Having been attacked by Americans at Burnt Corn Creek yet nevertheless proving victorious, the affair emboldened the Red Sticks to strike out against the American settlers. They targeted Fort Mims, a stockade fort established by Samuel Mims some 35 miles north of Mobile. About an acre in size, the fort included a stockade wall, blockhouse, and number of wooden structures. Fort Mims held not only 400 American settlers and enslaved African-Americans, but also a number of enemy Creeks friendly to the United States. Around 70 Mississippi militia under the command of Major Daniel Beasley garrisoned the post. Major Beasley had little military experience or acumen. He did little to improve the post’s fornications, and indeed, he routinely left the stockade gates open and failed to post sentries. In late August, slaves reported to Beasley that Red Sticks were watching the fort. An American patrol found nothing, and Beasley dismissed the reports as false alarms. They were not.
On August 30, 1813, approximately 700-800 Red Stick Creeks advanced on Fort Mims. They were commanded by William Weatherford (known as Red Eagle); among the ranks was Peter McQueen and his warriors from the Burnt Corn fight. The paltry preparedness of Fort Mims’ garrison made the attack simple. At noon, the militia garrison’s drummer beat out a tune signaling lunchtime. The Red Sticks used the noon alarm as their cue and swiftly rushed towards Fort Mims’ open gate. Major Beasley, realizing the danger, attempted to shut the gate, but it had been open for so long that dirt had accumulated along its base, preventing its closing. Red Sticks poured into Fort Mims, slaying Beasley at the gate.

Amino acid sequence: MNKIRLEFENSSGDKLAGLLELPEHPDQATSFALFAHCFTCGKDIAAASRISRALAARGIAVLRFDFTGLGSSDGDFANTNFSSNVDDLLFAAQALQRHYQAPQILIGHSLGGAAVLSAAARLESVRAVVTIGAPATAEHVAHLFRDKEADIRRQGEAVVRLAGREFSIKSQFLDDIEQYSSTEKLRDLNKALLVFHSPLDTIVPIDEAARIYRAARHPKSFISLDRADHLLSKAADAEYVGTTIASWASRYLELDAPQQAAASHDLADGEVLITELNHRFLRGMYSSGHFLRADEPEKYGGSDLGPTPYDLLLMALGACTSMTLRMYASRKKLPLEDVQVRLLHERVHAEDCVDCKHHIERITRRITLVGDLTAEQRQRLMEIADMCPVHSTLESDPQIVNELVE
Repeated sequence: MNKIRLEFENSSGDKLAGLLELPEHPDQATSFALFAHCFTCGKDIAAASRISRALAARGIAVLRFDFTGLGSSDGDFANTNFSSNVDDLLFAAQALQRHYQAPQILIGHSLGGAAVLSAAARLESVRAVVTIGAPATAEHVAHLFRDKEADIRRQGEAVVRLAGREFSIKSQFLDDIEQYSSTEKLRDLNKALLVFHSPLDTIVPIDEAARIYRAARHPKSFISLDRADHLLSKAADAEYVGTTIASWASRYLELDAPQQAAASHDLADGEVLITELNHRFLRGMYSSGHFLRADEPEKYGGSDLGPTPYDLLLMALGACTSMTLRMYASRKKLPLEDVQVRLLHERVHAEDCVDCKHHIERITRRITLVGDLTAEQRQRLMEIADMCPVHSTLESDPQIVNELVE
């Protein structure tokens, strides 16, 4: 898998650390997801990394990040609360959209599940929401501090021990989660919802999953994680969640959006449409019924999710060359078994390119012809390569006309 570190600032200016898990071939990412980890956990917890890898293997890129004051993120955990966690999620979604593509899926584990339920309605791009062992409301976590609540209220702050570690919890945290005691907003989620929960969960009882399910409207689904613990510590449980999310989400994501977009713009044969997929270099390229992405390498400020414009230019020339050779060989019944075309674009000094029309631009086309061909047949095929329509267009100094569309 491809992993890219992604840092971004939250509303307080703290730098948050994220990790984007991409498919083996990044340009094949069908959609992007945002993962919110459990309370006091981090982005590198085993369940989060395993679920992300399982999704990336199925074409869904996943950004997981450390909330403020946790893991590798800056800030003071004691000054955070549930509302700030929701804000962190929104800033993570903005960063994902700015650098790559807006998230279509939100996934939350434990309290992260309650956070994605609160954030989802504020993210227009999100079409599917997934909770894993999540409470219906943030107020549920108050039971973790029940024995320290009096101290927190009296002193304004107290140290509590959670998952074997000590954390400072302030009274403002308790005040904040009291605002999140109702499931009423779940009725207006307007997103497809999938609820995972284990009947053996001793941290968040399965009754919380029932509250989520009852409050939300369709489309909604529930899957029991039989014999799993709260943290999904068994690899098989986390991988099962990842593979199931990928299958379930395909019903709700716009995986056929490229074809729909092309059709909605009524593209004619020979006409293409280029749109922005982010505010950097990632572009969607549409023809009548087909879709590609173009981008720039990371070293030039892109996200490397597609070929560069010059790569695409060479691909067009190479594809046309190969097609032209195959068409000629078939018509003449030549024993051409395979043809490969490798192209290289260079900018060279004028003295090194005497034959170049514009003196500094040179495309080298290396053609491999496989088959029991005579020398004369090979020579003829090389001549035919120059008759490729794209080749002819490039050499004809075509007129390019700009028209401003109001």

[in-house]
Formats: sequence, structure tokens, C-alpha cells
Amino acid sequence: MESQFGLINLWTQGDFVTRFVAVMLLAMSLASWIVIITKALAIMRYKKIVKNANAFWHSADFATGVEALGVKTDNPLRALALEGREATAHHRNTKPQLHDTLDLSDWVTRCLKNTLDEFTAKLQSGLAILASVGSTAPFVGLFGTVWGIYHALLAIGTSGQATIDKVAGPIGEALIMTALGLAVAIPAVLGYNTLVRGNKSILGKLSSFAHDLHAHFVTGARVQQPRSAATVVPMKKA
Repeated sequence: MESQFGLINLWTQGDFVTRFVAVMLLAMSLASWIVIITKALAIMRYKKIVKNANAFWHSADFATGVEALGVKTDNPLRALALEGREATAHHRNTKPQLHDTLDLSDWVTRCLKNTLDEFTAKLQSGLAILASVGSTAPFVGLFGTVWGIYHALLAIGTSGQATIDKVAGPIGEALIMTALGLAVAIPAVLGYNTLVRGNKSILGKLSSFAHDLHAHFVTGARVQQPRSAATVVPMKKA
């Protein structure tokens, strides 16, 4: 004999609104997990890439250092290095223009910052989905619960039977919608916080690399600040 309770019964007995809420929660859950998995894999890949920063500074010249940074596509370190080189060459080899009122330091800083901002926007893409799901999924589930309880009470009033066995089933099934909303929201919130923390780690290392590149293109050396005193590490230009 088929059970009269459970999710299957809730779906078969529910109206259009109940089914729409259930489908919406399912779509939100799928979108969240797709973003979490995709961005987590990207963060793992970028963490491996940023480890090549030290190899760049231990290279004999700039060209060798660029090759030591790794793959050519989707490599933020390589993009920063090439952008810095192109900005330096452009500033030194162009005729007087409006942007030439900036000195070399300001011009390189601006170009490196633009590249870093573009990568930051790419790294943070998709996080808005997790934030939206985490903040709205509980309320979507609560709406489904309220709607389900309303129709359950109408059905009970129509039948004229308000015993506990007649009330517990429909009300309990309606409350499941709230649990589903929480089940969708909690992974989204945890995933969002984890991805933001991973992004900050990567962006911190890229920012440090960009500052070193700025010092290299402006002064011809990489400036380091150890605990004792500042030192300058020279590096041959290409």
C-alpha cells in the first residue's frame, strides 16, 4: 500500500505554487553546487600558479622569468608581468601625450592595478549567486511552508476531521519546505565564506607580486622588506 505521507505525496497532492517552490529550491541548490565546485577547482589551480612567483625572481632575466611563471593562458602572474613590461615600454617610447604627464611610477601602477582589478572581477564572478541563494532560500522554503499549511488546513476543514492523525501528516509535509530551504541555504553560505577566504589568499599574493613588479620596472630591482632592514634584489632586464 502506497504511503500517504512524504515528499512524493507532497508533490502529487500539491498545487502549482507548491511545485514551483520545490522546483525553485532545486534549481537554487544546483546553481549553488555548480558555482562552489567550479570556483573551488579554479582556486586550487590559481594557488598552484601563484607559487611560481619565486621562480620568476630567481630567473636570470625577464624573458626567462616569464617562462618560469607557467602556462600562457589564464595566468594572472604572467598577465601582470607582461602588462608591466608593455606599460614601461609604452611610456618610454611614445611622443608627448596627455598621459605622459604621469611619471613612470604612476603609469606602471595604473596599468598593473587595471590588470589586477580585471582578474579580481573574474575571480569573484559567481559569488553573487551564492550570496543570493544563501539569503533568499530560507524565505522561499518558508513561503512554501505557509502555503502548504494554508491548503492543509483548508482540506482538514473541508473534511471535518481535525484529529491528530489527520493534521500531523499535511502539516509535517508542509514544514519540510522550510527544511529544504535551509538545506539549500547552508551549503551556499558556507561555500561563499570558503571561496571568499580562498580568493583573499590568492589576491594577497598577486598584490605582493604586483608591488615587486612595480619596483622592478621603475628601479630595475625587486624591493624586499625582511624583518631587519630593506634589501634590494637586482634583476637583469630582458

The American settlers panicked as the enemy overwhelmed them. Although the Red Sticks quickly gained control of the fort’s outer wall, a smaller inner palisade offered some protection. The Americans rushed inside the inner palisade, and Captain Dixon Bailey (an allied Creek) and a small party of Creek and Mississippi militiamen held of Weatherford’s Red Sticks for about an hour. Refusing to leave, Weatherford set the fort’s buildings on fire, threatening to burn out the garrison. Although twenty people inside the fort managed to hack their way through the wooden walls to safety, the rest were left to their fate. The Red Sticks slaughtered the American settlers and the Creek and Mississippi militiamen; at least 247 were killed, possibly more. They spared the black slaves; indeed, there’s some evidence the slaves may have assisted the Red Sticks during the engagement. Having burned the for and butchered the garrison, the victorious Red Sticks departed.
The Fort Mims Massacre constituted a major turning point in the Creek conflict. As the rallying cry “Remember Fort Mims” swept the countryside, the United States could no longer afford to ignore the conflict in Creek country. The U.S. subsequently raised thousands of regional militiamen and also sent a force of United States regulars to quash the Red Stick rebellion. The conflict dragged on through winter and spring, until the Red Sticks were decisively defeated in March 1814 by General Andrew Jackson at Horseshoe Bend. As a result of their defeat, the Creek Nation was forced to cede over 20 million acres of land to the United States at the Treaty of Fort Jackson.
Today, the Fort Mims State Historic Site preserves and interprets the site of the 1813 massacre. The site contains a restored blockhouse and a reconstruction stockade wall.
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Claire Wilson, Encyclopedia of Alabama: http://encyclopediaofalabama.org/article/m-8875
Alabama Dept. of Archives & History: http://encyclopediaofalabama.org/article/m-6273
Encyclopedia of Alabama: http://encyclopediaofalabama.org/article/m-2107